of the circular economy
The circular economy provides a desirable alternative to the prevailing economic model, which is based on the linear use of natural resources from extraction and harvesting to waste disposal, and the cause of major environmental disruptions.
The development of the circular economy is hindered by the dispersal of secondary material deposits, their variable quantity and quality, the lack of technology, poor access to information, the absence of an incentivising regulatory and fiscal framework, and the persistence of psychological barriers.
The circular economy also presents specific risks that limit investment. An analysis of twenty-seven circular economy approaches, initiated by businesses and collected over three years of discussions within EpE’s Natural Resources Commission, has helped us to better understand the conditions for the successful implementation and mainstreaming of those initiatives.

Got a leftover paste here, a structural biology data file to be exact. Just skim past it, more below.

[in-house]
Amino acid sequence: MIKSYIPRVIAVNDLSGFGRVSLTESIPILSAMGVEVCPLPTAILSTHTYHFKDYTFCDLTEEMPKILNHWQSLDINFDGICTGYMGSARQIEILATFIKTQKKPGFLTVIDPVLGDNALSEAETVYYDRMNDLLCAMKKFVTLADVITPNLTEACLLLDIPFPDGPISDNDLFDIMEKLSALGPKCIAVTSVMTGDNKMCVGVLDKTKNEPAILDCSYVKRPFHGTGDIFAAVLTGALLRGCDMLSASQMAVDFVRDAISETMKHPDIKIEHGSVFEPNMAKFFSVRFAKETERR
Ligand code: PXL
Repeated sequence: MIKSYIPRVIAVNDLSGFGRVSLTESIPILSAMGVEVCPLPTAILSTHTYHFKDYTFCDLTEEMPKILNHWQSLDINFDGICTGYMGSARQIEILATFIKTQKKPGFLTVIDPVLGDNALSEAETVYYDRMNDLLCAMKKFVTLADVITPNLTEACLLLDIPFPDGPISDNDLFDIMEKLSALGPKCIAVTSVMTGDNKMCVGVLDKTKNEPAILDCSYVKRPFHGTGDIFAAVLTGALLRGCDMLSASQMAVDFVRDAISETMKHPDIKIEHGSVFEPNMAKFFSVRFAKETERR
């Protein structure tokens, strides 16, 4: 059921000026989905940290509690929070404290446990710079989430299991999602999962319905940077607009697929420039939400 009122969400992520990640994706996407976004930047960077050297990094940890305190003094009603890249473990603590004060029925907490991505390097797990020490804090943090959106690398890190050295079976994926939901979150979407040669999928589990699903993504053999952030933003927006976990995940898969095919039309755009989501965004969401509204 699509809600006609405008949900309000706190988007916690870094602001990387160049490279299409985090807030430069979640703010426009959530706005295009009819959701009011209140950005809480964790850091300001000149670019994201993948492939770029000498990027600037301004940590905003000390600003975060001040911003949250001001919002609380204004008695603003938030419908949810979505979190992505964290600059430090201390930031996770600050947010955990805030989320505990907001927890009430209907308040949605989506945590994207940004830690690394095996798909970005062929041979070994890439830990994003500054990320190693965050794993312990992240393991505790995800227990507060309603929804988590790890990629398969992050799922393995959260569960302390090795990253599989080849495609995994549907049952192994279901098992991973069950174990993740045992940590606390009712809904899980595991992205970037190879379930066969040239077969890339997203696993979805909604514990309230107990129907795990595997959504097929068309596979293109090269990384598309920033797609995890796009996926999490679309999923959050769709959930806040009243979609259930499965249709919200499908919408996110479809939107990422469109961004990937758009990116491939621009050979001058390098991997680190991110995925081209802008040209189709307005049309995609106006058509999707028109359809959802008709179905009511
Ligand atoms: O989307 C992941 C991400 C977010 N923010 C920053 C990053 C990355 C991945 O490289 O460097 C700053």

Partnerships act as a necessary lever for overcoming obstacles and delivering solutions that make better use of local resources, secure supplies and outlets, organise circular economy pathways, experiment, and create new value chains.
A study of the various governance systems in place within the observed partnerships, conducted in collaboration with the ESCP-Deloitte Chair of Circular Economy, reveals three broad types of governance: centralised, distributed and digital.
The publication also highlights the role of public authorities in the development of these initiatives and underlines the complexity of measuring the environmental footprint of such projects.